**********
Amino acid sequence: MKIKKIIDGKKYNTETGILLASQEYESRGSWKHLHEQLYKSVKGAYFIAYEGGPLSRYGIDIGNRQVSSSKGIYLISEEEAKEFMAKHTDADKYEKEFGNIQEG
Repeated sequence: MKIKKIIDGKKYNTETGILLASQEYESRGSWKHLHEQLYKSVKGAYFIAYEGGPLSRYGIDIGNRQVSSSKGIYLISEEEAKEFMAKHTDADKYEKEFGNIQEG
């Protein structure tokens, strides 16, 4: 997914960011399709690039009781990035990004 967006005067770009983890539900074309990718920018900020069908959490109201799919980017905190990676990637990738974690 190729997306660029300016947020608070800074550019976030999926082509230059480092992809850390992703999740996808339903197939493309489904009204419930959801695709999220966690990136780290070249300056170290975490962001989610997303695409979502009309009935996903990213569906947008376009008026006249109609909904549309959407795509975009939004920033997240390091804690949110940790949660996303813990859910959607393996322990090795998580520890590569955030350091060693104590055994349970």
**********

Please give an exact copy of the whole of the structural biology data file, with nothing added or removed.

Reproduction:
Amino acid sequence: MKIKKIIDGKKYNTETGILLASQEYESRGSWKHLHEQLYKSVKGAYFIAYEGGPLSRYGIDIGNRQVSSSKGIYLISEEEAKEFMAKHTDADKYEKEFGNIQEG
Repeated sequence: MKIKKIIDGKKYNTETGILLASQEYESRGSWKHLHEQLYKSVKGAYFIAYEGGPLSRYGIDIGNRQVSSSKGIYLISEEEAKEFMAKHTDADKYEKEFGNIQEG
């Protein structure tokens, strides 16, 4: 997914960011399709690039009781990035990004 967006005067770009983890539900074309990718920018900020069908959490109201799919980017905190990676990637990738974690 190729997306660029300016947020608070800074550019976030999926082509230059480092992809850390992703999740996808339903197939493309489904009204419930959801695709999220966690990136780290070249300056170290975490962001989610997303695409979502009309009935996903990213569906947008376009008026006249109609909904549309959407795509975009939004920033997240390091804690949110940790949660996303813990859910959607393996322990090795998580520890590569955030350091060693104590055994349970």